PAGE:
[e2e] tcp connection timeout

David P. Reed dpreed at reed.com
Wed Mar 1 17:45:48 PST 2006

Bob Braden may remember the following extended discussion's points from 
the original TCP days.

Actually, there is no reason why a TCP connection should EVER time out 
merely because no one sends a packet over it.   It's not the "keepalive" 
that's the problem, because keepalives were invented only to fix the 
problem of timing out, which need not have ever been a problem.

What is wrong with a connection that takes no resources whatsoever 
unless someone is trying to send data over it?   Sounds good to me... 
and the cost on each endpoint to maintain a potentially useful 
relationship is a few bytes of table space.  (microcents in todays' 

The idea of timing out a connection came because OS folks confused TCP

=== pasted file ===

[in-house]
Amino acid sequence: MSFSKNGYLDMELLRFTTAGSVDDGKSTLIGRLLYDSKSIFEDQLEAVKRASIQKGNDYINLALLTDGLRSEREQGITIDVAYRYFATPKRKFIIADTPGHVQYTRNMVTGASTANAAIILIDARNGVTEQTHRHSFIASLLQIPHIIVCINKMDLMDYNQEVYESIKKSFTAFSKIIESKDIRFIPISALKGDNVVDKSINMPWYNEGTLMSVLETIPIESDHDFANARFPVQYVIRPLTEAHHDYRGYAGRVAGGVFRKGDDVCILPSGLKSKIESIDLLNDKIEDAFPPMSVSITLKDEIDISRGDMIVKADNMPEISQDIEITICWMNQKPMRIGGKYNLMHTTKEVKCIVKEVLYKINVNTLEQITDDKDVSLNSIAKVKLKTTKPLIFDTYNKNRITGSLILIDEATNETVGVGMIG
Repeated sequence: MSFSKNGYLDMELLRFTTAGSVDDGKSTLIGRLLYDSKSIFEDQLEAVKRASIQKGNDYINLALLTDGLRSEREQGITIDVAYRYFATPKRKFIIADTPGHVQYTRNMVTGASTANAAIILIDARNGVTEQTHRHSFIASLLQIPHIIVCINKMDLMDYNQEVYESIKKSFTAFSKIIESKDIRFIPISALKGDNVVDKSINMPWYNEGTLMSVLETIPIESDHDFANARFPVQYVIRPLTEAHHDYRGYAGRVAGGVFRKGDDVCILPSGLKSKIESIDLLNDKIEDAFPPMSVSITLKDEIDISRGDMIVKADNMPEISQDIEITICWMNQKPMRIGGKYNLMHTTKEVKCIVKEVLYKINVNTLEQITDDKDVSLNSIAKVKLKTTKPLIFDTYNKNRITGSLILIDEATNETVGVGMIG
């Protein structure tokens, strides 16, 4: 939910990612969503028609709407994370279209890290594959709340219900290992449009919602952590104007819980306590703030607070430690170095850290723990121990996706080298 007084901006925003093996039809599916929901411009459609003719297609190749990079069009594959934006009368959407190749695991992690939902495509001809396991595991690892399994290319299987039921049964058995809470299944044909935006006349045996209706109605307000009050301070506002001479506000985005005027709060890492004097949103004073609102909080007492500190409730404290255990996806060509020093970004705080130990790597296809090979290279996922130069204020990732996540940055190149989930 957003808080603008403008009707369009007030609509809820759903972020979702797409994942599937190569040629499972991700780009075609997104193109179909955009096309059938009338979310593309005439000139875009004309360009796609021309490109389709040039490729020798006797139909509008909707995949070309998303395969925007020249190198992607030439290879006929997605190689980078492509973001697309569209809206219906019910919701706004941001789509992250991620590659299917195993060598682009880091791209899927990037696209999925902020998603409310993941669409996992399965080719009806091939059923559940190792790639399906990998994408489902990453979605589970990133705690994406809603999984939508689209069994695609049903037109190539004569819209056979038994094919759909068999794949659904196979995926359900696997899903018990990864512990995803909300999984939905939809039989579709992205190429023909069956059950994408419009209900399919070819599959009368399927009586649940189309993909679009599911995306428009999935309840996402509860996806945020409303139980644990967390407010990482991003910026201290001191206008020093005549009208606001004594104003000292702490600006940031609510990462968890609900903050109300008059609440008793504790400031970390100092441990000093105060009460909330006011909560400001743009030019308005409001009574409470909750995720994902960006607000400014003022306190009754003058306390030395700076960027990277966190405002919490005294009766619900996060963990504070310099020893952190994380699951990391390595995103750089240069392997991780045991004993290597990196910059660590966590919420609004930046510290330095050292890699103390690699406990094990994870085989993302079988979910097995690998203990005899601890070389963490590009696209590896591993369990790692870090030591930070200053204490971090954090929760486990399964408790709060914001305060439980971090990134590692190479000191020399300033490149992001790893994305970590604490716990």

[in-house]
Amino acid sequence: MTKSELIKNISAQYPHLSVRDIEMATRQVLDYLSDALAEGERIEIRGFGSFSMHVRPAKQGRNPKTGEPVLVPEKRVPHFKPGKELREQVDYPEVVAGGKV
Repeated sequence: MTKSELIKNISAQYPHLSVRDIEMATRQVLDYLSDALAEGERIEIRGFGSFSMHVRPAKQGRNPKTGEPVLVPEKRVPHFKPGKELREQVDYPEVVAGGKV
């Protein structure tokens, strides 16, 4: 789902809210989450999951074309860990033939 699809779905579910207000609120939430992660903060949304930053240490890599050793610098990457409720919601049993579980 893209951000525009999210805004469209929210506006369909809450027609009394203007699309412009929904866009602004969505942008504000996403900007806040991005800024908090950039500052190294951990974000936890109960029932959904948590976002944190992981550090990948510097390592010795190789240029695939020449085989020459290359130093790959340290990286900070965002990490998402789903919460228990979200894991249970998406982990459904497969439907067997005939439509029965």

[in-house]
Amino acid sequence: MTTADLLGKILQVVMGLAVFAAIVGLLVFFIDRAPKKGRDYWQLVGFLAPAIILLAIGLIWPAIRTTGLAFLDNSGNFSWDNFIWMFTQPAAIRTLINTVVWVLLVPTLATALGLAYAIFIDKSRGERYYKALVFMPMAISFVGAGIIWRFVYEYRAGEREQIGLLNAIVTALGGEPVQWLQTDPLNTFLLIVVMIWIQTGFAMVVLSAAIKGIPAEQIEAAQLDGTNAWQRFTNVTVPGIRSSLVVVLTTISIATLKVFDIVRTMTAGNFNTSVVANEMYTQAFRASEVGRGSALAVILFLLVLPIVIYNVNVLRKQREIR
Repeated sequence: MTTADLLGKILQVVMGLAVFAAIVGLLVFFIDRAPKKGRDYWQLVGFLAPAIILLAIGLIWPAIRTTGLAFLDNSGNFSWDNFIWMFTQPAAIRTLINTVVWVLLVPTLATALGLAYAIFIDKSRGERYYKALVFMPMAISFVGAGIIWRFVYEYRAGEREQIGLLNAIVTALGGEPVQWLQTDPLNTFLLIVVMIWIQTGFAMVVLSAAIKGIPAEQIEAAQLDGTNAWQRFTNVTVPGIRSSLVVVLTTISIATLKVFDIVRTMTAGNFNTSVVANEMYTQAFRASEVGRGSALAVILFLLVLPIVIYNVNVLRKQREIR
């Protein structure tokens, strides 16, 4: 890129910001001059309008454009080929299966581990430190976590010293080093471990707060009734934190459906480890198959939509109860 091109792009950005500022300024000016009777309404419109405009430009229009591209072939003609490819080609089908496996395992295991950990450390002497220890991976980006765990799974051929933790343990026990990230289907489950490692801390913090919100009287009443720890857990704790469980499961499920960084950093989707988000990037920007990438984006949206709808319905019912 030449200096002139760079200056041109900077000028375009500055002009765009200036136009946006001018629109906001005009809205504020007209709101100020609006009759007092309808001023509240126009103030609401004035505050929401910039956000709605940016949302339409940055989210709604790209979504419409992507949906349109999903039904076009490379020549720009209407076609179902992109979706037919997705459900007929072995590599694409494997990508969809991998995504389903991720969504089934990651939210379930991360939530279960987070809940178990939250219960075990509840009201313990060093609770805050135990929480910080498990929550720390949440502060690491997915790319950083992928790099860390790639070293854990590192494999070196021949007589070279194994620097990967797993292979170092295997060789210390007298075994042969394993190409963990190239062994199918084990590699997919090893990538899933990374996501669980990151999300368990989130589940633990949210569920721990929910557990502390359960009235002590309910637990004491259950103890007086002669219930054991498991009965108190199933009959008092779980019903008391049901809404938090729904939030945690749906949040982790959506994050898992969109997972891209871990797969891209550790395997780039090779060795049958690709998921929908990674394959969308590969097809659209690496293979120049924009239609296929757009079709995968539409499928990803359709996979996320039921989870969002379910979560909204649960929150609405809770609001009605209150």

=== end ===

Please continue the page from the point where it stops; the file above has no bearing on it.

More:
connections with "dialup modem calls" and thought that such connections 
ought to be treated like expensive hardware resources such as modems.  
(or perhaps they didn't think much at all - much of the reasoning by 
analogy in those days came from mindless mapping of network abstractions 
to things like TTY channels).

We successfully removed "out of band signalling" from TCP, for example, 
rather than embedding every operating system "interrupt character" in 
the protocol.   Why include operating system "hangup" functionality, 
when only timesharing systems really had such things, and Telnet was an 
application protocol that could do its own keepalives?

And as far as "NAT timeouts" - one of the many objections to NATs was 
that they depend on accidental and irrelevant properties of the 
end-to-end layer (like the idea that a connection can't be up forever 
without sending data).

NATs were invented to be pragmatic stopgaps until the endpoint address 
space could be enlarged (by IPv6, perhaps) - they are not well designed, 
and are full of serious edge cases.

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